Scientists have grown a human bone from stem cells taken from fat, paving the way for repair or replacement of broken bones with those grown from a patient's own cells.
The researchers started with stem cells taken from fat tissue, which took nearly a month to grow into sections of fully-formed living human bone with a maximum size of two inches.
An Israeli biotechnology company that has been working with academics on the technology, will be conducting the first patient trial later this year, the Telegraph reports.
Avinoam Kadouri, profoessor and head of the scientific advisory board for Bonus BioGroup, said: "There is a need for artificial bones for injuries and in operations. We use three dimensional structures to fabricate the bone in the right shape and geometry. We can grow these bones outside the body and then transplant it to the patient at the right time.
"By scanning the damaged bone area, the implant should fit perfectly and merge with the surrounding tissue. There are no problems with rejection as the cells come from the patient's own body," added Kadouri.
The technology, which has been developed along with researchers at the Technion Institute of Research in Israel, uses three dimensional scans of the damaged bone to build a gel-like scaffold that matches the shape.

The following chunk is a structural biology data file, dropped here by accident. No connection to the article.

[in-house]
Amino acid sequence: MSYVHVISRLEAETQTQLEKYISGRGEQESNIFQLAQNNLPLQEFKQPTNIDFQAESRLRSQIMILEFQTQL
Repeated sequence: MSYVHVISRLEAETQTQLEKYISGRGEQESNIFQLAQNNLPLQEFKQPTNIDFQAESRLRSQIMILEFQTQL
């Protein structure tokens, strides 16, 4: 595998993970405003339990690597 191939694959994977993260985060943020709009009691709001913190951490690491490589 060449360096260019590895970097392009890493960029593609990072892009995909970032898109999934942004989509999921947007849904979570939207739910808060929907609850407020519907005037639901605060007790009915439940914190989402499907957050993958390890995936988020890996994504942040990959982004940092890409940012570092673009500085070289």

Stem cells, known as mesenchymal stem cells, which have the capacity to develop into many other types of cell in the body, are obtained from the patient's fat using liposuction.
These are then grown into living bone on the scaffold inside a "bioreactor" - an automated machine that provides the right conditions to encourage the cells to develop into bone.
Already animals have successfully received bone transplants. The scientists were able to insert almost an inch of lab-grown human bone into the middle section of a rat's leg bone, where it successfully merged with the remaining animal bone.
The technique could ultimately allow doctors to replace bones that have been smashed in accidents, fill in defects where bone is missing such as cleft palate, or carry out reconstructive plastic surgery.
Kadouri said work was also under way to grow the soft cartilage at the ends of bones, which is needed if entire bones are to be produced in a lab.